The shortfall was £70 billion by the end of the year, research from Mercer shows.
The defined benefit (DB) pension scheme deficits of the UK’s 350 largest listed companies finished 2020 at £70 billion, research shows.
Mercer’s Pensions Risk Survey data as of December 2020 shows that the accounting deficit of DB schemes among companies in the FTSE 350 rose by £30 billion during the year.
Liability values rose from £815 billion to £914 billion during the 12-month period, according to the consultancy. Asset values were £844 billion compared with £775 billion at the end of 2019.
Charles Cowling, chief actuary at Mercer, says: “2020 was strange and difficult, not to say unprecedented, for everyone as well as for pension schemes.
“Although it could appear there was no major impact on pension schemes, the relatively modest reduction in funding levels hides far more dramatic consequences of a really challenging year for some.”
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Cowling says many schemes had clawed themselves back into an overall surplus since the financial crisis of 2008. But the coronavirus pandemic then struck at a time when a fragile UK economy was also struggling with Brexit.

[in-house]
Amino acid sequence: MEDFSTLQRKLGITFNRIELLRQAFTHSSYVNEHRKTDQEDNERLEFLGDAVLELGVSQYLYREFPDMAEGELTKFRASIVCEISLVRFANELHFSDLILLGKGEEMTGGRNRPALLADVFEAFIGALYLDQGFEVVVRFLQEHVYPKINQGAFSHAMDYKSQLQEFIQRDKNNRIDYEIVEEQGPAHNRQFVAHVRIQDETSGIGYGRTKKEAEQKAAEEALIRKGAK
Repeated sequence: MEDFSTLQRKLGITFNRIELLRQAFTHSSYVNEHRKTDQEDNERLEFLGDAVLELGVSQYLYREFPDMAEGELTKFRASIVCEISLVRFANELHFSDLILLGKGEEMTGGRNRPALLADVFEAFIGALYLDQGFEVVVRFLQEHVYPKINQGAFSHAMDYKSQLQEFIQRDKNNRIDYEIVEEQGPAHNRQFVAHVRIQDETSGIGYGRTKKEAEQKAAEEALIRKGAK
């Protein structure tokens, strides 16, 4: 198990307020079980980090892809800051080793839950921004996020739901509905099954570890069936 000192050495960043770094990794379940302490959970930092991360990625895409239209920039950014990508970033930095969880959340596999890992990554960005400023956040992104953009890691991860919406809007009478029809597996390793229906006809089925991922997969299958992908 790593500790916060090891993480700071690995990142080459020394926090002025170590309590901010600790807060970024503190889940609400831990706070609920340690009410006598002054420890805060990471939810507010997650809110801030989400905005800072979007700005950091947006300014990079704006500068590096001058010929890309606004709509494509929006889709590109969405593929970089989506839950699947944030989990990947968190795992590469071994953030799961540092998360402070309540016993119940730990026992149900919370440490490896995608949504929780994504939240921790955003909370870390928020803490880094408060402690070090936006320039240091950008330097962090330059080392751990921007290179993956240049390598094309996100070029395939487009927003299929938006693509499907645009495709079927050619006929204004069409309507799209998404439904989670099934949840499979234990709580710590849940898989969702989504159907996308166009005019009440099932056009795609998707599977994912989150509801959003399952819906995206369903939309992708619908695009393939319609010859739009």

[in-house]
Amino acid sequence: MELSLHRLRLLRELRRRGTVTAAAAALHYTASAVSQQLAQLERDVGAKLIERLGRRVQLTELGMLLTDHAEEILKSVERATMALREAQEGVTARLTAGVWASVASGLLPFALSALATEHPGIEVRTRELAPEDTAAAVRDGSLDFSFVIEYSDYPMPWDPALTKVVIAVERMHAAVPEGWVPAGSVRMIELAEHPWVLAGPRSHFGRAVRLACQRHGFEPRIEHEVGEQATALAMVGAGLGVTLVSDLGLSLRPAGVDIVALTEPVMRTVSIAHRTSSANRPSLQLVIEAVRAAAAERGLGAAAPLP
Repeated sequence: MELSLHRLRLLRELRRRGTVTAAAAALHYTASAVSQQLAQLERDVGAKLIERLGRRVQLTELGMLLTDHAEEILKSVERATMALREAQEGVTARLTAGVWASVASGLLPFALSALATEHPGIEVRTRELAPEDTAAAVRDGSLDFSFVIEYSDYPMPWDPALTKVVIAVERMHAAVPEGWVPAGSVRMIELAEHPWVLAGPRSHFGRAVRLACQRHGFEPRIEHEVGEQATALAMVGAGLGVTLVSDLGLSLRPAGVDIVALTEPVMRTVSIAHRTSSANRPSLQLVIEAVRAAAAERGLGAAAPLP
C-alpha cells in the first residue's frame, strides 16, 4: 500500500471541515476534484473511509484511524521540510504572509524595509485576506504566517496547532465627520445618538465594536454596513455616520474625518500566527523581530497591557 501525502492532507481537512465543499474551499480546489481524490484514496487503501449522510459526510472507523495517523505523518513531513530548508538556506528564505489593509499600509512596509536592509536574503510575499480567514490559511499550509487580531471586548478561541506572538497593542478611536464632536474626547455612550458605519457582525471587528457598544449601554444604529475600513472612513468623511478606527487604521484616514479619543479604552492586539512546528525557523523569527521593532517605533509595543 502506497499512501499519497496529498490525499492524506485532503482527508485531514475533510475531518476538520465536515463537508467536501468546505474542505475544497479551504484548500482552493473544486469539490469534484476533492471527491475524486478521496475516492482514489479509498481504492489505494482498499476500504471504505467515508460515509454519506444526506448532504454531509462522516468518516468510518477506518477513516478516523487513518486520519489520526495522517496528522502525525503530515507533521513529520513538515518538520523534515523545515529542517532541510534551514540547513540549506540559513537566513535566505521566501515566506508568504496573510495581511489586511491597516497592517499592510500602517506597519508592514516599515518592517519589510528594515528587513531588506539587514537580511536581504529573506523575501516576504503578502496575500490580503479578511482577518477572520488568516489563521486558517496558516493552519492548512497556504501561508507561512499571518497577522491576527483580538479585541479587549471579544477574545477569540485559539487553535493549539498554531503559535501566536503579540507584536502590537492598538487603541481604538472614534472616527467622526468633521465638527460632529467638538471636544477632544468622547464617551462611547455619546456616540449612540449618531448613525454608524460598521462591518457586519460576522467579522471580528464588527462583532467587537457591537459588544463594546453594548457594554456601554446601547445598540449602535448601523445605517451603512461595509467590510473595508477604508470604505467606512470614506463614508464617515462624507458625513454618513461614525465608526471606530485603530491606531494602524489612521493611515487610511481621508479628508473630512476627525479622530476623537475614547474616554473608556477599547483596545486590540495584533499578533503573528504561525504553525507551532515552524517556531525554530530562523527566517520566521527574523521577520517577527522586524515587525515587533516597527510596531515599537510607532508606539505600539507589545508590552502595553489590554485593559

He warns there has been less of an impact compared with the 2008 financial crisis, but adds: “There has been a big growth in pension liabilities and risk and a big growth in employer covenant risk.”
Joe Dabrowski, head of DB at the Pensions and Lifetime Savings Association, says the pandemic has created further uncertainty for pension scheme managers.
He adds: “Rock-bottom or worse, negative, interest rates in a weaker economy mean many companies are going to find it very tough going for the foreseeable future, and also feed through to the way schemes have to calculate their liabilities, heightening deficits, which in turn require greater employer contributions.”
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In November 2020, retirees were rocked by news that final salary pension schemes had a deficit of £260 billion.
PwC’s Pension Funding Index found the combined deficit of UK defined benefit pensions was £260 billion between September and October 2020.
At the time, PwC said pension schemes needed market outperformance to help eliminate deficits, something that looked increasingly unlikely.
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